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PLoS One. 2008 Sep 26;3(9):e3286. doi: 10.1371/journal.pone.0003286.

Wolbachia mediate variation of host immunocompetence.

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  • 1Université de Poitiers, Laboratoire Ecologie, Evolution, Symbiose, UMR CNRS 6556, Poitiers, France.



After decades during which endosymbionts were considered as silent in their hosts, in particular concerning the immune system, recent studies have revealed the contrary. In the present paper, we addressed the effect of Wolbachia, the most prevalent endosymbiont in arthropods, on host immunocompetence. To this end, we chose the A. vulgare-Wolbachia symbiosis as a model system because it leads to compare consequences of two Wolbachia strains (wVulC and wVulM) on hosts from the same population. Moreover, A. vulgare is the only host-species in which Wolbachia have been directly observed within haemocytes which are responsible for both humoral and cellular immune responses.


We sampled gravid females from the same population that were either asymbiotic, infected with wVulC, or infected with wVulM. The offspring from these females were tested and it was revealed that individuals harbouring wVulC exhibited: (i) lower haemocyte densities, (ii) more intense septicaemia in their haemolymph and (iii) a reduced lifespan as compared to individuals habouring wVulM or asymbiotic ones. Therefore, individuals in this population of A. vulgare appeared to suffer more from wVulC than from wVulM. Symbiotic titer and location in the haemocytes did not differ for the two Wolbachia strains showing that these two parameters were not responsible for differences observed in their extended phenotypes in A. vulgare.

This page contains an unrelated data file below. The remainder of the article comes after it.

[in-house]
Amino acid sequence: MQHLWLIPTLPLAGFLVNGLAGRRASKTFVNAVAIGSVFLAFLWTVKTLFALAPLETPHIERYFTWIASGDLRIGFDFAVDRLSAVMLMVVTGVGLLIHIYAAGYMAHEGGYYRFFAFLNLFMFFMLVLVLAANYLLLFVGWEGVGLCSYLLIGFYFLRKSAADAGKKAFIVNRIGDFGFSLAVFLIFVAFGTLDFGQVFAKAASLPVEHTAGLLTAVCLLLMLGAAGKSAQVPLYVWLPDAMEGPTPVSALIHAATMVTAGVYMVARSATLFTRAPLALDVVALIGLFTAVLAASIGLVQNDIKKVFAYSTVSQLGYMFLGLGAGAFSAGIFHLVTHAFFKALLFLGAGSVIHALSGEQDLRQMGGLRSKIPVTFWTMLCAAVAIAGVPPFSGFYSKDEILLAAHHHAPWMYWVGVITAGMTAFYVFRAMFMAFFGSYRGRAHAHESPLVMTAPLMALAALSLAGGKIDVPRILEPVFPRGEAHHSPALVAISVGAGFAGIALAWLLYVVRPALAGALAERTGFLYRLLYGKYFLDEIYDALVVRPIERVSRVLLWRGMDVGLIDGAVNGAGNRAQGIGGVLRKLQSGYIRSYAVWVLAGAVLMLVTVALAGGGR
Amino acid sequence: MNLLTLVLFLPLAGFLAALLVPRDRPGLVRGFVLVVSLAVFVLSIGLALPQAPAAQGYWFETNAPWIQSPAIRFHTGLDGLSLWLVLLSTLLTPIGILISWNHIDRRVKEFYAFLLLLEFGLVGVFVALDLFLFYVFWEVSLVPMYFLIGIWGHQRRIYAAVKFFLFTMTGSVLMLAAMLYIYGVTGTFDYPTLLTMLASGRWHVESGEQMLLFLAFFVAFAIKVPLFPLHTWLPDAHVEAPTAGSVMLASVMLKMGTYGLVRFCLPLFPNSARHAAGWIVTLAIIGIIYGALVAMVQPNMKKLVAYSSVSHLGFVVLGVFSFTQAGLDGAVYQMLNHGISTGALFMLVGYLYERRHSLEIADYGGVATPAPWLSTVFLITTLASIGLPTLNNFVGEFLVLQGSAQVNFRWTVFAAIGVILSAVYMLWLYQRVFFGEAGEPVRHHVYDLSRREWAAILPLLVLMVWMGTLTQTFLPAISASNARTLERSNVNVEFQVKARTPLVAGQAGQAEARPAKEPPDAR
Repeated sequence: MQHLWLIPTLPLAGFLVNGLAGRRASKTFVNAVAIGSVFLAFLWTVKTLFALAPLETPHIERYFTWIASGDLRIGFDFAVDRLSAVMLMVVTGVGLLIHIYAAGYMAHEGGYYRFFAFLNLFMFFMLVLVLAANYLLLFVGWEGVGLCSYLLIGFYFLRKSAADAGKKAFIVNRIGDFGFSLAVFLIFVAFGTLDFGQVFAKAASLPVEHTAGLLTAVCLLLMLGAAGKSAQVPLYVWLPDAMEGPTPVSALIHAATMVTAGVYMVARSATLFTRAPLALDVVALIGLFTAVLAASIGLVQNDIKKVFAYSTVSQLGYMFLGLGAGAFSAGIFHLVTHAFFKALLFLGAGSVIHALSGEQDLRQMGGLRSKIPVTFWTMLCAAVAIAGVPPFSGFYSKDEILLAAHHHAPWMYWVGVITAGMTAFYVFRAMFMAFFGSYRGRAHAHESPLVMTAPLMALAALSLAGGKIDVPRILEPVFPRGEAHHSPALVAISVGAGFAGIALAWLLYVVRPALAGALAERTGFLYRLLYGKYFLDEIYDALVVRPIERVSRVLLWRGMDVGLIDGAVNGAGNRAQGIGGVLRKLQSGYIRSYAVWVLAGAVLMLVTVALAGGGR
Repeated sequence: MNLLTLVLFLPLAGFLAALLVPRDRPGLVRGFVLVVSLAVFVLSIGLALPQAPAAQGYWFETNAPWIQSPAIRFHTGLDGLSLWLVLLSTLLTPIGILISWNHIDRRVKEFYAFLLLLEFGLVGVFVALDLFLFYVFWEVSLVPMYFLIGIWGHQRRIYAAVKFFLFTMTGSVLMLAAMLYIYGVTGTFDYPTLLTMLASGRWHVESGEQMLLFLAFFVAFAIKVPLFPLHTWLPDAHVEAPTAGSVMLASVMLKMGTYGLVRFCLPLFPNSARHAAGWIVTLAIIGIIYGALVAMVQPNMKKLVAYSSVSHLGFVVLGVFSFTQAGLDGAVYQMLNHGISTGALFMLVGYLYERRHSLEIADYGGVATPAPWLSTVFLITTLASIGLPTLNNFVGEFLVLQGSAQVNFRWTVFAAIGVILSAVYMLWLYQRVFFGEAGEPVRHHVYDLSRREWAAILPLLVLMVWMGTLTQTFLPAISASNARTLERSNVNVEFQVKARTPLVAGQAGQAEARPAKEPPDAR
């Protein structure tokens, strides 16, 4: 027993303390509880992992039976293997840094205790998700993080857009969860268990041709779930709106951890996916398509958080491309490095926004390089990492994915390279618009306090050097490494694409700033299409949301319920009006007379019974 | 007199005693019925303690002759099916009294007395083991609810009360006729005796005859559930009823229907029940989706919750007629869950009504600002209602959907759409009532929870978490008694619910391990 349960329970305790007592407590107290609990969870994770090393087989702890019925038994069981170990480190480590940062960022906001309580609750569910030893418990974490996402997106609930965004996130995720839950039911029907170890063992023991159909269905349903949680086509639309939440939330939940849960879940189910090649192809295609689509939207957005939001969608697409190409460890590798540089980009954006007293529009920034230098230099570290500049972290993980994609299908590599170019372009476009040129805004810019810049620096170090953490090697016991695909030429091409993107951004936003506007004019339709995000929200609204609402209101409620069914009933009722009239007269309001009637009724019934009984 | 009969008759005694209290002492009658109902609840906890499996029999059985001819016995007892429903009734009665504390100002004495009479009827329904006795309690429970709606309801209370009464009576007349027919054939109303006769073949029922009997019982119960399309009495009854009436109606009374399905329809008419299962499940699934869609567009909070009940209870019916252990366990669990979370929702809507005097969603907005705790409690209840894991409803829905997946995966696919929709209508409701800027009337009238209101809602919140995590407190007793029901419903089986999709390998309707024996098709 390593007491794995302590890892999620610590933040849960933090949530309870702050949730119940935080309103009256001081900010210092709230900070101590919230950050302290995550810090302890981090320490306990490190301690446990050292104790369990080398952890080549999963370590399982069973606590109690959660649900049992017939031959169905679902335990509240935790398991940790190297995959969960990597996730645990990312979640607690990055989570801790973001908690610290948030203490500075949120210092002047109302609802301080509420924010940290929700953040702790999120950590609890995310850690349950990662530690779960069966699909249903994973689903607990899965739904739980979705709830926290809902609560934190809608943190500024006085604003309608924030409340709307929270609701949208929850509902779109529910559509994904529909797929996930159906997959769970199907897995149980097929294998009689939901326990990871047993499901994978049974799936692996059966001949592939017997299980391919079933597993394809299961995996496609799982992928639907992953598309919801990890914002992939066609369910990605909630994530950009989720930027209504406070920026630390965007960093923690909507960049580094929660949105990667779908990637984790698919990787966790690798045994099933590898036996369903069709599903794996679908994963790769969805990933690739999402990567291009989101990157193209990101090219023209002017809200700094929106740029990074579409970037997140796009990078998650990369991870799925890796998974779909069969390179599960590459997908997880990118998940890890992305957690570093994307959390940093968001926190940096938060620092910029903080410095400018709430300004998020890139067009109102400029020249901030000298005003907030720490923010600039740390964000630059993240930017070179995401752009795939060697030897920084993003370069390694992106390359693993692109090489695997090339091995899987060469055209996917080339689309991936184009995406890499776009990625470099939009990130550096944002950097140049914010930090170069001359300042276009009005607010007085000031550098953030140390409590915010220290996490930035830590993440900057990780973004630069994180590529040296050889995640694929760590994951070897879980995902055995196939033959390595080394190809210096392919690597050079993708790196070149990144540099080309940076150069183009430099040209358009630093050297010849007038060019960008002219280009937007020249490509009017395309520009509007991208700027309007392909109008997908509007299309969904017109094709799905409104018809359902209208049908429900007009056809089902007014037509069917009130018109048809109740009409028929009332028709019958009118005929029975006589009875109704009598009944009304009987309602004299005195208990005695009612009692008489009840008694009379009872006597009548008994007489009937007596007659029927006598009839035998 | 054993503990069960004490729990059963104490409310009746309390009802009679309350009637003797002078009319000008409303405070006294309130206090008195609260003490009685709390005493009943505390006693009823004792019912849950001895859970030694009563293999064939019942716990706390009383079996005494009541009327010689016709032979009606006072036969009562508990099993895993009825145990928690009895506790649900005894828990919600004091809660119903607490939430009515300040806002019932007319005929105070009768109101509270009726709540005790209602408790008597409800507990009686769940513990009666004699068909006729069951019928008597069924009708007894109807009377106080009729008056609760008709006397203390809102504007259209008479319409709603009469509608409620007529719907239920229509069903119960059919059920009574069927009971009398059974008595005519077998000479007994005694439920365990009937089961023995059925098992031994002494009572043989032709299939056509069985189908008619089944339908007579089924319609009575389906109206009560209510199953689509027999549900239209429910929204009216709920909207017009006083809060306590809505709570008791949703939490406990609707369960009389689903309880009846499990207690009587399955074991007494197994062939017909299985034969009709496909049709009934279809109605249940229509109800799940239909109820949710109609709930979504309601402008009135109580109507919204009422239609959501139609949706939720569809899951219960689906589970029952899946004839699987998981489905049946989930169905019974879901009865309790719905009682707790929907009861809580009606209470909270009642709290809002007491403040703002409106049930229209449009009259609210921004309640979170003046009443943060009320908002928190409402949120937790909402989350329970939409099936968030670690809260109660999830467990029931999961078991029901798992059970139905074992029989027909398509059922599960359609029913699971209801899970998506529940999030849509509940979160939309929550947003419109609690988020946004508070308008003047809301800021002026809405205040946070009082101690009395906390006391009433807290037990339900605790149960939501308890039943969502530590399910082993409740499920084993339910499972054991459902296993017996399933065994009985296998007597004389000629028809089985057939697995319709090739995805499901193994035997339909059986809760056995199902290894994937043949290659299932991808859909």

The two Wolbachia strains infecting A. vulgare in the same population induced variation in immunocompetence and survival of their hosts. Such variation should highly influence the dynamics of this host-symbiont system. We propose in accordance with previous population genetic works, that wVulM is a local strain that has attenuated its virulence through a long term adaptation process towards local A. vulgare genotypes whereas wVulC, which is a widespread and invasive strain, is not locally adapted.

[PubMed - indexed for MEDLINE]
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